Category Archive: Professional Indemnity

Senate Inquiry into ‘non-confirming’ building products is wrapping up

On 23 June 2015, the Senate commenced a wide-ranging an inquiry into the use of ‘non-conforming’ building products (being products and materials that do not meet required standards). The inquiry was launched following a 2014 fire in a Victorian apartment complex involving the use of aluminium composite panelling. The due date for reporting has been …

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The Victorian Building Authority fires up for further audits

Following the Lacrosse fire in Melbourne’s Docklands in late 2014, the Victorian Building Authority (VBA) conducted an audit of non-compliant wall cladding systems of high rise buildings in inner city Melbourne. By way of background, the Lacrosse building was clad in aluminium composite panelling, and it is alleged that the panelling (with a combustible core) …

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A bird set loose

In Wayland v Bird [2017] NSWCA 26, the NSW Court of Appeal (NSWCA) held a professional indemnity insurer should not be joined under section 6(4) of the Law Reform (Miscellaneous Provision) Act 1946 (NSW) (Act), to a proceeding in which its insured was the defendant, in circumstances where it was entitled to refuse indemnity due …

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Senate Signs off on Financial Adviser Reforms – Changes to Claim Volume/Risk Profile Ahead?

Last Week the Senate passed the Corporations Amendment (Professional Standards of Financial Advisers) Bill 2016 and paved the way for wide ranging reforms (and increased compliance obligations) in the financial advisory industry. The new regime starts on 1 January 2019 and includes the following reforms: – Compulsory education requirements for both new and existing financial …

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To cap or not to cap? Tassie finally joins the party

Late last year Tasmania passed changes to its capped liability legislation, finally bringing it into line with the mainland, more than 10 years after the legislation was first introduced in the apple isle. The legislation allows professional groups to register schemes, by which their members can, by statute ‘cap’ or limit their professional liability, to …

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Climate change risk heats up for directors

Today marks the formal adoption of the Paris Agreement on climate change in many countries across the globe. When ratified in Australia, the Agreement will give legal effect to the development of an economy dedicated to low carbon emissions. The Agreement ushers in a new age for corporate Australia, in which company directors will be …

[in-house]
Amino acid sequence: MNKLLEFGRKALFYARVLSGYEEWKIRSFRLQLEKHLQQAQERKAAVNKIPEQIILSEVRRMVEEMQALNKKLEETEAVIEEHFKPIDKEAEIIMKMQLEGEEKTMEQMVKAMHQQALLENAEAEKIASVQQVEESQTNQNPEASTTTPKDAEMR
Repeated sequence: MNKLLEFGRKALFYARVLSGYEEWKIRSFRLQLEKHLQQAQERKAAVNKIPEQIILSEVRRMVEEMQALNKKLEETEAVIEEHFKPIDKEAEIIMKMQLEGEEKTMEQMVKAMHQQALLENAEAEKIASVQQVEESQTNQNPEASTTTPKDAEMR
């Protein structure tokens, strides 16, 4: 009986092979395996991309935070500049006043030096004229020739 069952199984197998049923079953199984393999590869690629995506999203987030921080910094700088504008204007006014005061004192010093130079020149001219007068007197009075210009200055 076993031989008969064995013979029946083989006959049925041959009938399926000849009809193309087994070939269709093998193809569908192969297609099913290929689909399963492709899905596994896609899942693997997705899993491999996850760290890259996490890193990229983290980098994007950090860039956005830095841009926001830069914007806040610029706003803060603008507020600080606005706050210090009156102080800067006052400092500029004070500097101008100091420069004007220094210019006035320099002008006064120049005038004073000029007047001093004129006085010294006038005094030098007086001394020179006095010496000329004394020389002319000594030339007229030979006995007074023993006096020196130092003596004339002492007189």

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Insurance Review May 2016


Welcome to Insurance Review May 2016, DLA Piper’s publication dedicated to the insurance industry. In this edition we report on developments across the insurance industry, including the impact of the AEC and other regulatory developments. We also report on the latest cases in many classes of business, including D&O, cyber, privacy, fintech, construction, medical indemnity, …

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New Federal Court Insurance List for Short Matters – encouraging a more nimble, creative approach to insurance litigation


The Federal Court of Australia established an Insurance List for short matters in December 2015 which will commence in Melbourne on 10 and 11 March 2016 before being rolled out in other cities. An information session was held by The Honourable Chief Justice Allsop on 10 March 2016 to explain the list. His Honour gave …

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DLA Piper Corporate Insurance Trends 2015

Over the last 12 months, the insurance industry has seen speculation with respect to litigation funding regulation, resolutions of large class actions and consolidation in the form of acquisitions in the industry. There has been significant activity in the industry. In our signature publication, Corporate Insurance Trends 2015 we have examined some of the trends …

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Proportionate liability now dead for financial planners?

The High Court has today significantly diminished (and arguably removed) the benefit of proportionate liability provisions in the Corporations Act and the ASIC Act in its judgment of Selig v Wealthsure Pty Ltd [2015] HCA 18.

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